We’re ready for the next art movement in watchmaking

When I lived in Hong Kong, I heard Max Büsser tell the story that when he first started out, watch dealers recommended he try selling the Horological Machine 1 in art galleries, and art galleries recommended he sell through watch dealers. By breaking the mold, Max was stuck in no-man’s-land somewhere between art and watchmaking. 

Of course, the pendulum has swung significantly for MB&F as well as other “avant garde” independent watchmakers over the past ~20 years. What was impossible to grasp and weird (in a bad way) has become popular and weird (in a good way). Rather than struggling to sell one timepiece, many of these brands have sold all their timepieces for the next five years. 

While the rise in popularity tells us that the markets have matured, there’s other writing on the wall: we’re ready for the next art movement in watchmaking.


The development cycle of art movements

I often feel uneasy by how casually the term art is thrown around in the watch industry — across journalism, marketing, and auctions. However, I will categorize the futuristic / avant garde watchmaking of the late 1990s and early 2000s as a distinct art movement. Those involved in this broad aesthetic awakening were Vianney Halter, MB&F, Urwerk, De Bethune. Their rise over the last ~20 years exhibit many of the characteristics of an art movement in other disciplines for example painting or sculpture. This group bears the core characteristics of an art movement in that they break with established convention and they stylistically overlap and collaborate with one another.

In the early days of every art movement, breaking with convention means encountering a lack of comprehension from critics, collectors, and the general public. We hear that experience in Max Büsser’s anecdote above. When we look back at the arrival of other art movements in different disciplines, we can see that with Renoir’s naked women portraits, considered hideous due to the coloring used to capture sun spots on the models’ bodies. The painting that launched Cubism (and the rest of modern art), Picasso’s Les Demoiselles d’Avignon, depicted sex workers in a bordello and was labeled reprehensible both in style and content. The list goes on and on. 

In the case of avant garde watchmaking of the late 1990s and early 2000s, we’ve moved far beyond initial confusion and criticism. Now, this aesthetic is so well established and trendy that we see more and more “homage” timepieces. While some may decry derivative creations, larger production volumes and lower prices will further cement the early pioneers as legends in the art of watchmaking.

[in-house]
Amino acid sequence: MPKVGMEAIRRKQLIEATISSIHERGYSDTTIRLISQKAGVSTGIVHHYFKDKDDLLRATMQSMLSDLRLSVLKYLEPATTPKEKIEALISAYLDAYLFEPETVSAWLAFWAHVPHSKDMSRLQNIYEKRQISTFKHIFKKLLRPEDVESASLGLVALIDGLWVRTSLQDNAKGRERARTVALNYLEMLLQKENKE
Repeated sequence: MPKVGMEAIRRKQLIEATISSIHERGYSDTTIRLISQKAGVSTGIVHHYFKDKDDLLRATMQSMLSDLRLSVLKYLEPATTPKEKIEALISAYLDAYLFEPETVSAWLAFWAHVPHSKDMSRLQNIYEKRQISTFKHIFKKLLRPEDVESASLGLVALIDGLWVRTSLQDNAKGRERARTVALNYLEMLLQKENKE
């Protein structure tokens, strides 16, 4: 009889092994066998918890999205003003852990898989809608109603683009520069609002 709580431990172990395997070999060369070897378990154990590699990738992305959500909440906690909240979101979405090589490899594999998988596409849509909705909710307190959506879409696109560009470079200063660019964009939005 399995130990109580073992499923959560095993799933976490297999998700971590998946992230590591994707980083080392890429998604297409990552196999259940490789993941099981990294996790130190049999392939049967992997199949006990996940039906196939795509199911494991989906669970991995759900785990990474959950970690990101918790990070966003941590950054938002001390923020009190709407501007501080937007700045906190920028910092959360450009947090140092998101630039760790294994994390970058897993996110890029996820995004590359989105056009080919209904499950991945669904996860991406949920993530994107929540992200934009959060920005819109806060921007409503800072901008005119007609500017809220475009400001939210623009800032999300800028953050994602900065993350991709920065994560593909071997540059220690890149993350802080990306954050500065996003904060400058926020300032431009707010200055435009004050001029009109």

What’s holding back the next art movement in watchmaking?

I am optimistic that the next art movement will arrive in the coming years. That said, there are some strong headwinds that young, talented watchmakers will have to overcome in order to push the tradition forward. From my vantage point, there is one primary challenge and it has to do with the business playbook on social media.

We live in the algorithm era. We all see what performs well on social media. Many young independent watchmakers build their brands, sell their creations, and maintain their relationships to clients, journalists, distributors through social media. It’s flattened everything in both good and bad, productive and unproductive ways. On one hand, it’s great because it broadened awareness of independents and propelled massive growth in the market. The rising tide has lifted all boats in terms of baseline survival – creating and selling watches. 

On the other hand, those that follow this established playbook tend to stay within the aesthetic lines drawn by the algorithm. With a solid-sized following, regular social media posting, and some press coverage, there are many examples where a well-finished, classically-designed timepiece is sold at low and high prices.

To be clear, I view this as a great thing. More and more watchmakers are earning a living as independents. Some watchmakers (I hope) will use initial releases to establish a foundation that they can use to create timepieces that move the needle in the future.  And not everyone is supposed to focus on pushing the watchmaking tradition forward, but some are. Otherwise, the industry stagnates and fine timepieces will become increasingly undifferentiated commodities. 

So what can do we to help usher in the next wave of creative watchmaking? 


What we can do: encourage artists to be artists

Here’s the deal. Most of us, myself included, are not watchmakers. We’re not leading the charge. Our role is that we support those that do. We buy into the vision, often literally with our money, or we cheer from afar with likes and comments. When we do so, we should be asking watchmakers, “are you making the watch that you want to make, or are you making the watch you think the market wants?” 

Real art is something that has to be expressed, from the heart or the mind, regardless of its commercial feasibility. All of the legendary watchmakers and brands today, all those mentioned above as members of the 1990s and early 2000s avant garde, were all commercially unfeasible, bizarre projects at their inception. We need more of the weird, more of the seemingly unfeasible creations. As collectors, the patrons of the industry, we should be supporting more forward-thinking watchmakers and designers.

We need fewer renditions of sports watches and more things that startle us. Encourage that and, if you can, put your money where your mouth is.


Another day with the beast,

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